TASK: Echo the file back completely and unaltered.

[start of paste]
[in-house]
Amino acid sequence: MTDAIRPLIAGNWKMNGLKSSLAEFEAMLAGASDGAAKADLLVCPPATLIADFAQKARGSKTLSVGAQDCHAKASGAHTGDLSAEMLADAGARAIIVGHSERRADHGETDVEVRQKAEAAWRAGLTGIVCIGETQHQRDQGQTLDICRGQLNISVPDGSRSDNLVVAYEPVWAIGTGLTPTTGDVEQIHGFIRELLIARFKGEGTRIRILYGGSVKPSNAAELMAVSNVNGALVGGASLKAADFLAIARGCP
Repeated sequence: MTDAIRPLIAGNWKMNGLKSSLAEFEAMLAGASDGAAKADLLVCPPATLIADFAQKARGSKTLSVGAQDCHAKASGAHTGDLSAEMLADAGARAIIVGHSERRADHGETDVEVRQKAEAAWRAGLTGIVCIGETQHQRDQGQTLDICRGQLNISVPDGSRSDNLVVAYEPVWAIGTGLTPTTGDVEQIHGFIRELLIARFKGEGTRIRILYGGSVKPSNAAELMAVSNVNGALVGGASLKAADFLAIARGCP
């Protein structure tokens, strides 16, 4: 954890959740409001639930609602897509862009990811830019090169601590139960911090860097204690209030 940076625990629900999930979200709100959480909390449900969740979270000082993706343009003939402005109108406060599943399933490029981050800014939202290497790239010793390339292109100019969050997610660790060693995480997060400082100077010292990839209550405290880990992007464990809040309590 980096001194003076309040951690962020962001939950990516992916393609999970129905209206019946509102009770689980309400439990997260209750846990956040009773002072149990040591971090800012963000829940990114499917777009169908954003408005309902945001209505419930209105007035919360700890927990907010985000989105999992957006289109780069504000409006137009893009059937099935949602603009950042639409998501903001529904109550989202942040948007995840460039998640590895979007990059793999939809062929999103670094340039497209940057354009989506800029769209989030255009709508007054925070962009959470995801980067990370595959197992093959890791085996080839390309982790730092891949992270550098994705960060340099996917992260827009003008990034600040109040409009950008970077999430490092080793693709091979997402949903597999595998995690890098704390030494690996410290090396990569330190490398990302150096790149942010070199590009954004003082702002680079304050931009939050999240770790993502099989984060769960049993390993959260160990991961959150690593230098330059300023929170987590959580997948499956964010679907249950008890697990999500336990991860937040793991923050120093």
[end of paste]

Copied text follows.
[in-house]
Amino acid sequence: MTDAIRPLIAGNWKMNGLKSSLAEFEAMLAGASDGAAKADLLVCPPATLIADFAQKARGSKTLSVGAQDCHAKASGAHTGDLSAEMLADAGARAIIVGHSERRADHGETDVEVRQKAEAAWRAGLTGIVCIGETQHQRDQGQTLDICRGQLNISVPDGSRSDNLVVAYEPVWAIGTGLTPTTGDVEQIHGFIRELLIARFKGEGTRIRILYGGSVKPSNAAELMAVSNVNGALVGGASLKAADFLAIARGCP
Repeated sequence: MTDAIRPLIAGNWKMNGLKSSLAEFEAMLAGASDGAAKADLLVCPPATLIADFAQKARGSKTLSVGAQDCHAKASGAHTGDLSAEMLADAGARAIIVGHSERRADHGETDVEVRQKAEAAWRAGLTGIVCIGETQHQRDQGQTLDICRGQLNISVPDGSRSDNLVVAYEPVWAIGTGLTPTTGDVEQIHGFIRELLIARFKGEGTRIRILYGGSVKPSNAAELMAVSNVNGALVGGASLKAADFLAIARGCP
């Protein structure tokens, strides 16, 4: 954890959740409001639930609602897509862009990811830019090169601590139960911090860097204690209030 940076625990629900999930979200709100959480909390449900969740979270000082993706343009003939402005109108406060599943399933490029981050800014939202290497790239010793390339292109100019969050997610660790060693995480997060400082100077010292990839209550405290880990992007464990809040309590 980096001194003076309040951690962020962001939950990516992916393609999970129905209206019946509102009770689980309400439990997260209750846990956040009773002072149990040591971090800012963000829940990114499917777009169908954003408005309902945001209505419930209105007035919360700890927990907010985000989105999992957006289109780069504000409006137009893009059937099935949602603009950042639409998501903001529904109550989202942040948007995840460039998640590895979007990059793999939809062929999103670094340039497209940057354009989506800029769209989030255009709508007054925070962009959470995801980067990370595959197992093959890791085996080839390309982790730092891949992270550098994705960060340099996917992260827009003008990034600040109040409009950008970077999430490092080793693709091979997402949903597999595998995690890098704390030494690996410290090396990569330190490398990302150096790149942010070199590009954004003082702002680079304050931009939050999240770790993502099989984060769960049993390993959260160990991961959150690593230098330059300023929170987590959580997948499956964010679907249950008890697990999500336990991860937040793991923050120093």